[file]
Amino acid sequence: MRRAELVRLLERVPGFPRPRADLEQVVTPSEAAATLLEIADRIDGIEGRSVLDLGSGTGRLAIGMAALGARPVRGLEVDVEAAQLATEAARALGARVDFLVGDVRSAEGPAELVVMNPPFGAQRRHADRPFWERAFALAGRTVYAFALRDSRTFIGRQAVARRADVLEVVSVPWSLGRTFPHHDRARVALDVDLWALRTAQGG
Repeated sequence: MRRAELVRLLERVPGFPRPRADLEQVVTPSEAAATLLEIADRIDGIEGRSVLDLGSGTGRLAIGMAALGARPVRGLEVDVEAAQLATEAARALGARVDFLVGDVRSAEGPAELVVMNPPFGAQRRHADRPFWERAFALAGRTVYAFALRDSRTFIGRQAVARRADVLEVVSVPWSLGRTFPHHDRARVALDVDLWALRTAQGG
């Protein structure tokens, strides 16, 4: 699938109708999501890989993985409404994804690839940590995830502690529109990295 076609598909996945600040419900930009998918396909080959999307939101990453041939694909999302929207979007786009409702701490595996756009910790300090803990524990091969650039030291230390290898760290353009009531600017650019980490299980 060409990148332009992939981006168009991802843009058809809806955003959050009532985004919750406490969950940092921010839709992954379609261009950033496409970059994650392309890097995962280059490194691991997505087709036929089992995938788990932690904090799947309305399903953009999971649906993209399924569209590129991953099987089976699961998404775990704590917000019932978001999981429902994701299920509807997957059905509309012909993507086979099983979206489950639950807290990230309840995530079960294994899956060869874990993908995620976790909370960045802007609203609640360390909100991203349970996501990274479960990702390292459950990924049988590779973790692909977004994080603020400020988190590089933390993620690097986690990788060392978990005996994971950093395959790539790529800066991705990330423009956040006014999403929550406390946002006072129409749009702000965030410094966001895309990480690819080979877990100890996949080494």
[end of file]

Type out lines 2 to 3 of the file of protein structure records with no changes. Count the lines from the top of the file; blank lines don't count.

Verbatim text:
Repeated sequence: MRRAELVRLLERVPGFPRPRADLEQVVTPSEAAATLLEIADRIDGIEGRSVLDLGSGTGRLAIGMAALGARPVRGLEVDVEAAQLATEAARALGARVDFLVGDVRSAEGPAELVVMNPPFGAQRRHADRPFWERAFALAGRTVYAFALRDSRTFIGRQAVARRADVLEVVSVPWSLGRTFPHHDRARVALDVDLWALRTAQGG
């Protein structure tokens, strides 16, 4: 699938109708999501890989993985409404994804690839940590995830502690529109990295 076609598909996945600040419900930009998918396909080959999307939101990453041939694909999302929207979007786009409702701490595996756009910790300090803990524990091969650039030291230390290898760290353009009531600017650019980490299980 060409990148332009992939981006168009991802843009058809809806955003959050009532985004919750406490969950940092921010839709992954379609261009950033496409970059994650392309890097995962280059490194691991997505087709036929089992995938788990932690904090799947309305399903953009999971649906993209399924569209590129991953099987089976699961998404775990704590917000019932978001999981429902994701299920509807997957059905509309012909993507086979099983979206489950639950807290990230309840995530079960294994899956060869874990993908995620976790909370960045802007609203609640360390909100991203349970996501990274479960990702390292459950990924049988590779973790692909977004994080603020400020988190590089933390993620690097986690990788060392978990005996994971950093395959790539790529800066991705990330423009956040006014999403929550406390946002006072129409749009702000965030410094966001895309990480690819080979877990100890996949080494």